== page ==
(The Center Square) — As transit agencies across the country struggle to recover from pandemic-induced ridership loss, getting back to the basics of reliability might matter most.

A new report from Moovit, a trip-planning app, analyzed user data in 2022 in ten major American cities. Transit riders complained of unreliable systems, fare prices, trip time, safety, and cleanliness, among other issues.

The complaints present a serious problem for transit agencies still reeling from commuters working from home more and ridership plummeting. In Philadelphia, average weekday ridership in 2022 is only 57 percent compared to its 2019 levels, according to SEPTA data. In Pittsburgh, bus ridership is 46 percent lower compared to 2019, as The Center Square previously reported

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While employers granting remote work flexibility has meant fewer commuters, workers have also shifted to driving instead of using public transit. To persuade Pennsylvanians to return to a train or bus, transit agencies will have to work harder.

“Almost three years ago, Covid very quickly disrupted people’s travel habits and urban congestion plunged. Moovit’s report shows that in 2022 people ventured around their cities once again, but are experiencing less efficient commutes,” Yovav Meydad, Moovit’s chief growth and marketing officer, said in a press release.

The trouble in Philadelphia and Pittsburgh has some common themes, but the emphasis differs in what would sell riders on returning.

In Philadelphia, the issue that mattered most was accurate and reliable arrival times that follow the SEPTA schedule, with nineteen percent support. Lower-cost fares got almost eighteen percent, followed by shorter trip duration time at fourteen percent. Personal safety, too, popped up (thirteen percent), as did greater frequency/shorter waiting times (twelve percent).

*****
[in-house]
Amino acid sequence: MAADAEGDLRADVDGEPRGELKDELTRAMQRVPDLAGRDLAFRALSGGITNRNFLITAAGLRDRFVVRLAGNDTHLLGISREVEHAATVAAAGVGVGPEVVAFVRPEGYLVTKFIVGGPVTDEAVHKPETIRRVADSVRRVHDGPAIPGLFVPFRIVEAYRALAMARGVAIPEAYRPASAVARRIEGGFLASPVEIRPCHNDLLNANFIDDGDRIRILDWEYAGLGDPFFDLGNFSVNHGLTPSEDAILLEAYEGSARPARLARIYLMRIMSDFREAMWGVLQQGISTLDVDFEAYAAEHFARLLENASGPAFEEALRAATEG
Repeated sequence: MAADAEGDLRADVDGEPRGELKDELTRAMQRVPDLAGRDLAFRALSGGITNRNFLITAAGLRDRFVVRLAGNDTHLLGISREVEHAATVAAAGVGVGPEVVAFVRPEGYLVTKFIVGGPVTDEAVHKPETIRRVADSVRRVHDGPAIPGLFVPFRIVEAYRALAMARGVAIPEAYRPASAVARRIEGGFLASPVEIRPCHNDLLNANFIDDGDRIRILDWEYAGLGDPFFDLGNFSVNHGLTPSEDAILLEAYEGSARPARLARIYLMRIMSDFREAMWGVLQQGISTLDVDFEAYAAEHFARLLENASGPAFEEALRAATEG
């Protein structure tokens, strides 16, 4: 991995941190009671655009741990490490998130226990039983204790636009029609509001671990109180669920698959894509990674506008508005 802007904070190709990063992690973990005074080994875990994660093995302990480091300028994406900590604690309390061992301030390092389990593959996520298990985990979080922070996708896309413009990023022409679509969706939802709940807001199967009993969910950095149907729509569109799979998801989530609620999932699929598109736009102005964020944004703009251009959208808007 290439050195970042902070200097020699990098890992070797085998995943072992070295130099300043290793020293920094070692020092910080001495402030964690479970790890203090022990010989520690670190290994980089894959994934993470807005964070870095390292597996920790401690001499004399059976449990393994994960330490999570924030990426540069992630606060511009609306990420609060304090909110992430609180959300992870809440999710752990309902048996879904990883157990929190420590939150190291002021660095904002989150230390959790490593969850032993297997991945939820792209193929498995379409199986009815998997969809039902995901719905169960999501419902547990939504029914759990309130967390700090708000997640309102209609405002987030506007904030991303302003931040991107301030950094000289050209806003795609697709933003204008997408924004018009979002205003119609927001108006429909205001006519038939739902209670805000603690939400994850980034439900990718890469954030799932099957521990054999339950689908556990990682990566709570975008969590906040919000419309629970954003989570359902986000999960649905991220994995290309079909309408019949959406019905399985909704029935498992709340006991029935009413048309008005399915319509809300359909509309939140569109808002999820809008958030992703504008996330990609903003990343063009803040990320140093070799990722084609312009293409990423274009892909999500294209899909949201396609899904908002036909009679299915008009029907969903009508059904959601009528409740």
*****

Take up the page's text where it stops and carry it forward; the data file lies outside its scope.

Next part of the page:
For Pittsburghers, accurate and reliable arrival times also led with 27 percent support, followed by lower-cost fares (23 percent), and higher frequency/shorter waiting times (21 percent). Shorter trip times (twelve percent) also mattered.

Moovit’s report shows that in 2022 people ventured around their cities once again, but are experiencing less efficient commutes.

Of the ten cities compared, Pittsburghers were the most focused on accurate and reliable timetables, and higher frequency/shorter waiting times. Philadelphians were most concerned about crowded buses and trains, third about cleanliness, and third most-focused on personal safety.

Philadelphia has struggled to reverse a police officer shortage in its police department and SEPTA transit police, as The Center Square previously reported. Crime on SEPTA has also increased since the pandemic, with a transit workers union strongly criticizing the city for falling short.

Not all was negative for transit riders, though. Pennsylvanians fared better than many other Americans. 

The Moovit report noted that Pittsburgh has the shortest commutes of all American cities, and Philadelphia was tied for second. However, when looking internationally, the average commute in London, England was 46 minutes — only one minute more than Pittsburgh.

Anthony Hennen is a reporter for The Center Square. Previously, he worked for Philadelphia Weekly and the James G. Martin Center for Academic Renewal. He is managing editor of Expatalachians, a journalism project focused on the Appalachian region.

This article was republished with permission from The Center Square.

3 thoughts on “Report: Reliability, low fares, short trips key to transit in Pittsburgh, Philadelphia”

  1. hm, maybe the radical right should stop smearing any attempts to improve public transportation as some sort of un-American Soros funded scheme to take away people’s cars.

    I mean, either that or they could undermine the electoral process so they don’t need to be held accountable to anyone and can support any old corporate elite backed agenda they get paid to support.

    gee, I wonder which they’ll choose.

  2. The “radical right”! The usual bunch of smears from Cicero, copied-and-pasted to another article. Republicans bad! Democrats good! Grrrr!

    It’s easier than thinking about the news item and discussing a solution, I guess.

  3. A comment on the post by Cicero – the article deals with a real life issue that affects many and tries to show how it matters to the residents of both regions. Knee jerk reactions like this undermine the value of discussion. No political progress can ever be truly made when the opening remark by one side is to demonize the other. There are others like Cicero on the right who bear the same blame. If you feel strongly and can write clearly without resorting to attacks, contribute to B&L and make your argument in a sane and orderly fashion.

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